illustration of a dark, menacing cracked house with large, red eyes looking through the windows

The Fall of the House of Usher

by Edgar Allan Poe

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What does the ending of "The Fall of the House of Usher" imply?

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From the opening of Edgar Allan Poe’s short story “The Fall of the House of Usher” to its ending, there is no question that the physical structure, the titular “house,” and its surroundings is a metaphor for the humans who inhabit it, Roderick and Madeline Usher.

Poe’s story is narrated by an old friend of Roderick’s whom had long fallen out of touch. Many years have passed since their last encounter. The narrator is a vehicle for the author to relate the details of the story, and it is in the narrator’s observations that the role of the house, both as a physical structure and as a reference to a lineage, is described.

As “The Fall of the House of Usher” begins, the narrator is arriving at the Usher home, and his description of the house and its surroundings is entirely bleak, providing the story that follows a sense of foreboding. Note, in the following passages from the story’s opening, the narrator’s observations:

... the melancholy House of Usher. I know not how it was—but, with the first glimpse of the building, a sense of insufferable gloom pervaded my spirit ... I looked upon the scene before me—upon the mere house, and the simple landscape features of the domain— upon the bleak walls—upon the vacant eye-like windows— upon a few rank sedges—and upon a few white trunks of decayed trees—with an utter depression of soul which I can compare to no earthly sensation more properly than to the after-dream of the reveler upon opium—the bitter lapse into every-day life—the hideous dropping off of the veil. There was an iciness, a sinking, a sickening of the heart—an unredeemed dreariness of thought which no goading of the imagination could torture into aught of the sublime.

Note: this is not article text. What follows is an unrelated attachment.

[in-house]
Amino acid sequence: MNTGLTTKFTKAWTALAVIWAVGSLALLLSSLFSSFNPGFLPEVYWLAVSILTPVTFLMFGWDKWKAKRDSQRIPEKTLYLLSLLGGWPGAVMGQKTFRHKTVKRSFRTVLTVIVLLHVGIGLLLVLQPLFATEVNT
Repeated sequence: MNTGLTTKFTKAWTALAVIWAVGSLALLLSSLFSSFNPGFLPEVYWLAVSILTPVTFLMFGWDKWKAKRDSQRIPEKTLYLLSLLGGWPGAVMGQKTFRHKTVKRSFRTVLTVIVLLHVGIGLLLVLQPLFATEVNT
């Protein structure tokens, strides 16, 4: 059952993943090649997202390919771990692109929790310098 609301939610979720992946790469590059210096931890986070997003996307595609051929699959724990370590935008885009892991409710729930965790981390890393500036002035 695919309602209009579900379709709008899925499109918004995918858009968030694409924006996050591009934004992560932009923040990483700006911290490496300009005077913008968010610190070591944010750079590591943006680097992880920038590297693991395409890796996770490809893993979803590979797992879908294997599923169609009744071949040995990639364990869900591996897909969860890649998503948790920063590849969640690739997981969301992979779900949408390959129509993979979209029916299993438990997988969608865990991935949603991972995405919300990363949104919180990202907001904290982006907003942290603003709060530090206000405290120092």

That is not exactly the kind of description of real estate to which one is accustomed, except in the tormented mind of an author for whom terror and foreboding are a stock-in-trade. Upon reading such observations, the reader knows enough to expect that the interior of the house and its occupants are similarly destined for something bad.

The encounter between Roderick and the narrator that follows and the observations of Roderick’s twin sister, Madeline, make very clear that the house is as much a character in Poe’s story as the humans. The portraits of Roderick’s ancestors and relatives help set the stage for the atmosphere of doom that permeates the setting. This is a family stricken by insanity, and its demise—its “fall”—is as certain and welcome as the collapse of the physical structure that occurs in the story’s closing passages.